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ANNAPOLIS, Md. — Former Navy coach Ken Niumatalolo told ESPN on Monday he was sitting by himself at his locker following the Midshipmen’s 20-17 double overtime loss to rival Army in Philadelphia on Saturday when Navy athletic director Chet Gladchuk walked in and fired him.

“First of all, we just got kicked in the gut,” Niumatalolo said. “I was a little bit numb prior to him saying that, so most of it I couldn’t comprehend. I’m just like, ‘Chet, why don’t you take some time to relax.’ He said, ‘Well, it’s been building up.'”

The two shared vastly different perspectives on a coaching change at a program that isn’t trying to reach the College Football Playoff but annually captures the nation’s attention with the pageantry and tradition of the Army-Navy game. Niumatalolo, who is the winningest coach in program history at 109-83, earned a reputation for graduating his players, his honest approach and avoiding NCAA infractions, and while Gladchuk praised Niumatalolo for the lasting impact he’s had on the Midshipmen, he said the goals are winning the Commander-In-Chief trophy and earning bowl eligibility.

“That’s been the constant bar we strive for, is to achieve those two goals, which I believe are very realistic, very reasonable, and have been consistent for 20 years and therefore this does not come as any surprise,” Gladchuk said. “It’s just an expectation that unfortunately fell short.”

Gladchuk said “without any question of a doubt” the expectations were communicated to Niumatalolo before the season.

“I spoke directly to his representatives who asked me exactly that question,” Gladchuk said. “I conveyed it to them and I conveyed it for 20 years to the head coach … there’s no confusion with regard to what the expectations are. And I think they’re realistic, they’re reasonable, they’re attainable. They’re expected. They’re resourced. I can’t make it any clearer.”

The Midshipmen finished the season with four or fewer wins three seasons in a row and are 2-5 in the past seven matchups with Army and 2-5 against Air Force in the same span. While the three service academies — Army, Navy and Air Force — face similar challenges, Niumatalolo said the inability for even a handful of his players to receive an extra year of eligibility — especially for season-ending injuries and the COVID-19 ravaged 2020 season — made it particularly difficult.

“The other two get it,” he said. “All those others who got their extra year from COVID, I’m not complaining about it — people deserve it. Why weren’t we afforded that opportunity? Especially if the other two were able to do some stuff that way. We were in a once-in-a-lifetime pandemic.”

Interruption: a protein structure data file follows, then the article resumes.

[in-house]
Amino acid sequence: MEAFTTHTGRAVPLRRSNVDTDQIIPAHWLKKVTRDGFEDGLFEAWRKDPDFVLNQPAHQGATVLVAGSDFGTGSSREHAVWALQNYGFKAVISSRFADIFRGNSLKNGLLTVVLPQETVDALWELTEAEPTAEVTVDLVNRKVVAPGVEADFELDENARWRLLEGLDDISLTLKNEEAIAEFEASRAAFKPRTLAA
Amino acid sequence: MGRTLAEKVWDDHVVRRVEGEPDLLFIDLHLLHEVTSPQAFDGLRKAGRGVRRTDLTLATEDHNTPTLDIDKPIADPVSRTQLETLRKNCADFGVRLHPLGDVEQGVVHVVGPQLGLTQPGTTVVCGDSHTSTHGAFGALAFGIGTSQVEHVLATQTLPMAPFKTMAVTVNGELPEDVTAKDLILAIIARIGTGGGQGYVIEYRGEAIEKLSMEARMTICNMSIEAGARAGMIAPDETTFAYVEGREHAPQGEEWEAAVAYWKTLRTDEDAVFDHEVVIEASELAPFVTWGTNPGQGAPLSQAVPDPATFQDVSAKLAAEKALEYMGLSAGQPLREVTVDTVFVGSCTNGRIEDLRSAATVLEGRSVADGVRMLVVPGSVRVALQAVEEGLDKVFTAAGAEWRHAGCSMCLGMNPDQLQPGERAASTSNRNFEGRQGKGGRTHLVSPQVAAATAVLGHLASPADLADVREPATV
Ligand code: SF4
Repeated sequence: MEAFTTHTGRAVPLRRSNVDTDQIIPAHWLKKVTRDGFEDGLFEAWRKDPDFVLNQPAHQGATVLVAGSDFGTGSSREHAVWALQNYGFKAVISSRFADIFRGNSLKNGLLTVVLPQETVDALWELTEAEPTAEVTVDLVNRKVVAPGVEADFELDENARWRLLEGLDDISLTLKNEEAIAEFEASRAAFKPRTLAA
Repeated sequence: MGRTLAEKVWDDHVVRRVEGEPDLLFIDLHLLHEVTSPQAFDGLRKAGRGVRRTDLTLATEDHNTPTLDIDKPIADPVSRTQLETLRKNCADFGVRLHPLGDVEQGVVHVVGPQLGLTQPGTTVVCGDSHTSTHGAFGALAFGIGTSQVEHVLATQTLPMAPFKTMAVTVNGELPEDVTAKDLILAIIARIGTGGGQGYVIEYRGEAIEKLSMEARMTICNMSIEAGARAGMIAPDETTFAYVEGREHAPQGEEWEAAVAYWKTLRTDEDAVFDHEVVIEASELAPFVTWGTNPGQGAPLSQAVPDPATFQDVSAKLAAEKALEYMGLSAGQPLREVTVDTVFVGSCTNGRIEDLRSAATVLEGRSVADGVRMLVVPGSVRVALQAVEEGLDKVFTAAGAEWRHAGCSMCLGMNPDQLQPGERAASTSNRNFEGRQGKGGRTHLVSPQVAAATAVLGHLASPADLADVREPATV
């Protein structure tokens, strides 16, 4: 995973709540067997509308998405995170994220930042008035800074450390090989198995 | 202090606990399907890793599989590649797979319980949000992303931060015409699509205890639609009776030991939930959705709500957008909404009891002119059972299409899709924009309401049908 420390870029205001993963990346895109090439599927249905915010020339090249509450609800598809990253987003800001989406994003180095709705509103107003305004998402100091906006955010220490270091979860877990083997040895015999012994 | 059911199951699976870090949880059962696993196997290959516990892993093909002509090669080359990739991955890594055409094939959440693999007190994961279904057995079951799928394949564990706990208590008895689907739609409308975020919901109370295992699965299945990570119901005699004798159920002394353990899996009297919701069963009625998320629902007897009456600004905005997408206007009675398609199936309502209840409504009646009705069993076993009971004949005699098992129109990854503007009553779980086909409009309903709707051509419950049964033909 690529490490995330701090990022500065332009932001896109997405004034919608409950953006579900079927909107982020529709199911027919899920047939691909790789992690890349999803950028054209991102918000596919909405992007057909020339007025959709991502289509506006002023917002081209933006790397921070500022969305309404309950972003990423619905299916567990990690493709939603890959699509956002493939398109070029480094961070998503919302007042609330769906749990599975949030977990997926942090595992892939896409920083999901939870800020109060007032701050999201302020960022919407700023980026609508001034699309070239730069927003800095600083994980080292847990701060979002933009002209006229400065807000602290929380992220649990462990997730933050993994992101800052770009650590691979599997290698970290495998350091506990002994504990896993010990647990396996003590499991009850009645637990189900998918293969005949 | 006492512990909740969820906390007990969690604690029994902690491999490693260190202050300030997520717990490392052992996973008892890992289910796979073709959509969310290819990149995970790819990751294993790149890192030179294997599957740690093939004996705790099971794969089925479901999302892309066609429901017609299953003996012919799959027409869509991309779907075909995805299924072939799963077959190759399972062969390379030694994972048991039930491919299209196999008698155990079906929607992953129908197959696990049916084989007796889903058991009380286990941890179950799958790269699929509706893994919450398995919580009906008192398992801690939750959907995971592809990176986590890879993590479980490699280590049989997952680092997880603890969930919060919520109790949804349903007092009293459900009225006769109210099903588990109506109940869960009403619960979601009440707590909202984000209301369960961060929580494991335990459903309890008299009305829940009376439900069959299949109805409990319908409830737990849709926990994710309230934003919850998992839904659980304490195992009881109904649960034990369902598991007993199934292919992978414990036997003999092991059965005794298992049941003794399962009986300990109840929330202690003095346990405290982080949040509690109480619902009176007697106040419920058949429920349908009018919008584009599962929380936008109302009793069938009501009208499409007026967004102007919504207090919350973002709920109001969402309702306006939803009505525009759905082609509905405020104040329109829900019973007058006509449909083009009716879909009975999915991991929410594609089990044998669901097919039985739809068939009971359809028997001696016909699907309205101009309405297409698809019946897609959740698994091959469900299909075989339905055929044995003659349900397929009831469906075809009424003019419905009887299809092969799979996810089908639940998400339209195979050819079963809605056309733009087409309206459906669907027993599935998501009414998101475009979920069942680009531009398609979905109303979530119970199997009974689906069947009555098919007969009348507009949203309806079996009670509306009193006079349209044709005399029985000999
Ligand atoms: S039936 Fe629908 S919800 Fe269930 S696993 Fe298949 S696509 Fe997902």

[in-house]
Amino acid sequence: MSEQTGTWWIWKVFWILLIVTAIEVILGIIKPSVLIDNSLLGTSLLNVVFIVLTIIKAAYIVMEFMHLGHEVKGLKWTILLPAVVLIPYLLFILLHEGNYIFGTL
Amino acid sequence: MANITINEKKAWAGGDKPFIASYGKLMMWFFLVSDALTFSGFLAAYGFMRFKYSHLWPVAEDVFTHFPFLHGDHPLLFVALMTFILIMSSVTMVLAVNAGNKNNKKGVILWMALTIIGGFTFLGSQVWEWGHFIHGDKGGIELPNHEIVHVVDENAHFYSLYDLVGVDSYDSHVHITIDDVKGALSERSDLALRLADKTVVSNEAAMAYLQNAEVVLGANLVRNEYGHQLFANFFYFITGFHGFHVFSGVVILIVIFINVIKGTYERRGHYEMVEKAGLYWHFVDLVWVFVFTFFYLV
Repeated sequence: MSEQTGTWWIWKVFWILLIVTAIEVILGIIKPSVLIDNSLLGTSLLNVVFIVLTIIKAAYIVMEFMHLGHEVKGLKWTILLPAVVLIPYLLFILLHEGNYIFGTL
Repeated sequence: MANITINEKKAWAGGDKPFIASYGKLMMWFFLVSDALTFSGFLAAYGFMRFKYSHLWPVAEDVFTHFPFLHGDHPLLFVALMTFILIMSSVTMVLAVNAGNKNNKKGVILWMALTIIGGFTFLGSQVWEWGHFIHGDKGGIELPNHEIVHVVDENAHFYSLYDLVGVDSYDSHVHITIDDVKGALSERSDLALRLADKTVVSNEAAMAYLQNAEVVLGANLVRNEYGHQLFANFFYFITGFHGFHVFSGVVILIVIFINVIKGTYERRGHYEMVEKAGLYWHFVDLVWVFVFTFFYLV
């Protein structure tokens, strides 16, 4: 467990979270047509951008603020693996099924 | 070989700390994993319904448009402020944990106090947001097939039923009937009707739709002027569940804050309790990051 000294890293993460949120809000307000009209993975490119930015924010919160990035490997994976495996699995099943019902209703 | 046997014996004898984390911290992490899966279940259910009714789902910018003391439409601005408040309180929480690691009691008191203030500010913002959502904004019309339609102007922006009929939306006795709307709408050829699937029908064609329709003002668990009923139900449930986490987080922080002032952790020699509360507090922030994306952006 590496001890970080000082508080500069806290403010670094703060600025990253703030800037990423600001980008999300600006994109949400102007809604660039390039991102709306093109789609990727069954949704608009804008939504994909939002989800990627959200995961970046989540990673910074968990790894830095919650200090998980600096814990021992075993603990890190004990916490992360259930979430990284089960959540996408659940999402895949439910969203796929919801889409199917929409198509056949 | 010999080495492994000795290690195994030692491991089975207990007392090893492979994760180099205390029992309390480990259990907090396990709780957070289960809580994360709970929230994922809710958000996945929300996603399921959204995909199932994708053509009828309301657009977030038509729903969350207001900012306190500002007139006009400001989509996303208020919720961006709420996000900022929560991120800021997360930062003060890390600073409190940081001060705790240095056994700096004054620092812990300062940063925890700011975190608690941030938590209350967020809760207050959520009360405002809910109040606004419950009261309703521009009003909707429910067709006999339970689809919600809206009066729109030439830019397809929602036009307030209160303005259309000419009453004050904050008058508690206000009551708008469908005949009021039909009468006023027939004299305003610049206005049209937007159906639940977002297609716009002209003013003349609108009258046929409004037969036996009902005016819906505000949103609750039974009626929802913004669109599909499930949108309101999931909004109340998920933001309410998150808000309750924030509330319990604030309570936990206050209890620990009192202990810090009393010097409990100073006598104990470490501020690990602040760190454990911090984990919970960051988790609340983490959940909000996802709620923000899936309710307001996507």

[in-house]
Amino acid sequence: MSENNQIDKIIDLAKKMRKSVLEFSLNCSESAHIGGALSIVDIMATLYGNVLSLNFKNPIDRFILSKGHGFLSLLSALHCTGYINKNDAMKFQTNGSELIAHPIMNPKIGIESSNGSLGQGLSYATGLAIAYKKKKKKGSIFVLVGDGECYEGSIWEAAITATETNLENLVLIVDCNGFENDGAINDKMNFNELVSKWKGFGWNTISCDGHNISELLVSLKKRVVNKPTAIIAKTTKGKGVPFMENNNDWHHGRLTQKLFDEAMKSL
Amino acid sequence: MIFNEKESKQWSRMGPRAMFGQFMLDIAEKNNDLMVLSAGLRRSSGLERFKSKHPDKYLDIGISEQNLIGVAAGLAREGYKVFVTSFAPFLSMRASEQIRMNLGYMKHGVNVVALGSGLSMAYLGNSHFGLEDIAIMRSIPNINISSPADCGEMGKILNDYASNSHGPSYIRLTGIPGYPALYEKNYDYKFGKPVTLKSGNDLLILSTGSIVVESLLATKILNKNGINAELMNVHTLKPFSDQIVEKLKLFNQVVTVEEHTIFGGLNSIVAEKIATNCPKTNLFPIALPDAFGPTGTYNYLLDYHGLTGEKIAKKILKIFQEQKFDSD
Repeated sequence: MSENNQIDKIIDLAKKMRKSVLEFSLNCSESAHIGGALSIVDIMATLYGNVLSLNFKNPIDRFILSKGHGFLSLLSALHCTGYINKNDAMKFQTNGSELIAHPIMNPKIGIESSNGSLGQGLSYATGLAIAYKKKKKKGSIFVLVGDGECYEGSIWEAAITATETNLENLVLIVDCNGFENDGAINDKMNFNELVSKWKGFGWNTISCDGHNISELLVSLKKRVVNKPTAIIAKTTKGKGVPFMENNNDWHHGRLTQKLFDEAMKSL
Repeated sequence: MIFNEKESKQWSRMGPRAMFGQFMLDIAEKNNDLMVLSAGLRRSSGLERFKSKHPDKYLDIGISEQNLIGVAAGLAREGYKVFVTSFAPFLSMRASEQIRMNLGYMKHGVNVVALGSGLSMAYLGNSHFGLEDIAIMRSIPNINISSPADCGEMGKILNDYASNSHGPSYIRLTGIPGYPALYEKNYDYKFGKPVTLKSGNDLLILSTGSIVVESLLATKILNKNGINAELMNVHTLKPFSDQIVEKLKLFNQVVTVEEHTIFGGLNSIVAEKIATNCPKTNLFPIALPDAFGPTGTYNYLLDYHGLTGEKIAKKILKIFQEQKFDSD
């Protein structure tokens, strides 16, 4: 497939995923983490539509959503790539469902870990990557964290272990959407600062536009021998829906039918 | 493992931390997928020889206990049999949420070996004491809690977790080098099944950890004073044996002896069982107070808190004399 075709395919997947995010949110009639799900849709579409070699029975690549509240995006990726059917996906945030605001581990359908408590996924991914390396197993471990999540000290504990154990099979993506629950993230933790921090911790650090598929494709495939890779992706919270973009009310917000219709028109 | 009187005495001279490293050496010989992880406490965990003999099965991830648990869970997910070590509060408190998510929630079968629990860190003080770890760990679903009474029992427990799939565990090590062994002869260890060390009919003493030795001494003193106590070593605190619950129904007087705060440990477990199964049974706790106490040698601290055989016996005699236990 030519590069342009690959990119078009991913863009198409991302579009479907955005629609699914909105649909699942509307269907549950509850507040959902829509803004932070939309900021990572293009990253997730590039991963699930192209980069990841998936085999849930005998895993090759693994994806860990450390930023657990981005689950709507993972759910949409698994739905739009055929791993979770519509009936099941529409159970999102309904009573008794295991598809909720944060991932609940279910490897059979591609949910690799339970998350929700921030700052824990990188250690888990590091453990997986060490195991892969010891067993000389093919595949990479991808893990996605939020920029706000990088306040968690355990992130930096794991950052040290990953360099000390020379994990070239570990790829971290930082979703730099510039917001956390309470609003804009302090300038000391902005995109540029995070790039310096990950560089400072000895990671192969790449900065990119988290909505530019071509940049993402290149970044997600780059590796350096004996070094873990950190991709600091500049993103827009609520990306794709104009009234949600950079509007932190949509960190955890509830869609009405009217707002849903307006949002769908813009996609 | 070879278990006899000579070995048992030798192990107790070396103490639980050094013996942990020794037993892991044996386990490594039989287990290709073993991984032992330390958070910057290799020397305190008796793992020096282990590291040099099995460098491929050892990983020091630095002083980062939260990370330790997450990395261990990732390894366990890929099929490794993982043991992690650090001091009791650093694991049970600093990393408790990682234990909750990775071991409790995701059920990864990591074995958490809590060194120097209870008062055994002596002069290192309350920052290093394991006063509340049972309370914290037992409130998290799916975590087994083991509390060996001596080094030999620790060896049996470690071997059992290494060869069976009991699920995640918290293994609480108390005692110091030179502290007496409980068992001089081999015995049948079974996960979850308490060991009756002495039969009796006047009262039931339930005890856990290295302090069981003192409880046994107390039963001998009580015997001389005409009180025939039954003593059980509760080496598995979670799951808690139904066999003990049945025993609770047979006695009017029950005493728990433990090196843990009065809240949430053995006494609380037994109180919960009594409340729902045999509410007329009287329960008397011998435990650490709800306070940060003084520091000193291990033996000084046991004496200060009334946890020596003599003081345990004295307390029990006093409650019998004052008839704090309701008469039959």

Niumatalolo said Navy doesn’t redshirt, so he had freshmen and sophomores facing players from the other academies with a sixth year of eligibility from 2020. He said he asked Gladchuk and the Navy superintendent if any players could be granted an extra year of eligibility, but was denied because the government requires the Midshipmen to graduate in four years.

“We have to make this a level playing field,” he said. “If we had what they had, if I was able to stretch several guys every year … we’re sharing our indoor facility with gymnastics. Who else in the country is sharing their indoor facility with gymnastics? There’s times we’re out there in the freezing rain. I’m like, where else is anybody else practicing like this?”

Niumatalolo also said the other academies are done classes at noon, which he said is a significant advantage because the football program can feed the players twice and have meetings. He said Navy’s classes end at 3:20 p.m. and players are sprinting to practice. He asked for the schedule to change, but was told that also couldn’t happen. Gladchuk said a lot of Navy’s guidance comes from the Secretary of the Navy, and conceded the Midshipmen “have to deal with variables that in many cases are not similar.”

“We’ve got to accept that,” he said. “We have to eliminate the distractions and play by the rules we’re dealt and succeed doing just that. What was Air Force, 9-3? They’re playing by the same rules as well.”

With an experienced team that includes 22 returning starters to compete against a vastly different American Athletic Conference with the pending departures of Cincinnati, Houston and UCF to the Big 12, Niumatalolo said he asked to finish the remaining year on his contract.

“And if we lose next year,” he said, “Don’t worry about firing me. I’ll resign. You don’t have to pay me a cent. I’m not looking for a raise, I’m not looking for anything. I just want to finish my contract. We’re finally coming out of the pandemic. I’d be lying if I said I wasn’t disappointed. I thought we stood for something different.”

Gladchuk said the returning experience and conference realignment was all “part of the thought process,” but it was more than that.

“This didn’t come down to a fumble, or even a lost game on Saturday,” Gladchuk said. “These goals and expectations have been set for years. … I think about our corporate relationships. I think about our television exposures. I think about our responsibility to the conference, our alumni.”

Niumatalolo said he isn’t bitter, but he felt like he had to defend himself and explain his record in recent years against the academies.

“I’m a competitor,” he said. “It’s hard for me to think that we got the ball on the six-inch line, and that’s my last game. That’s hard to fathom. If we win, he’s not firing me. How do you fire a guy after you win the Army-Navy game? That’s not going to happen.”



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Niumatalolo says Navy fired him immediately after loss to Army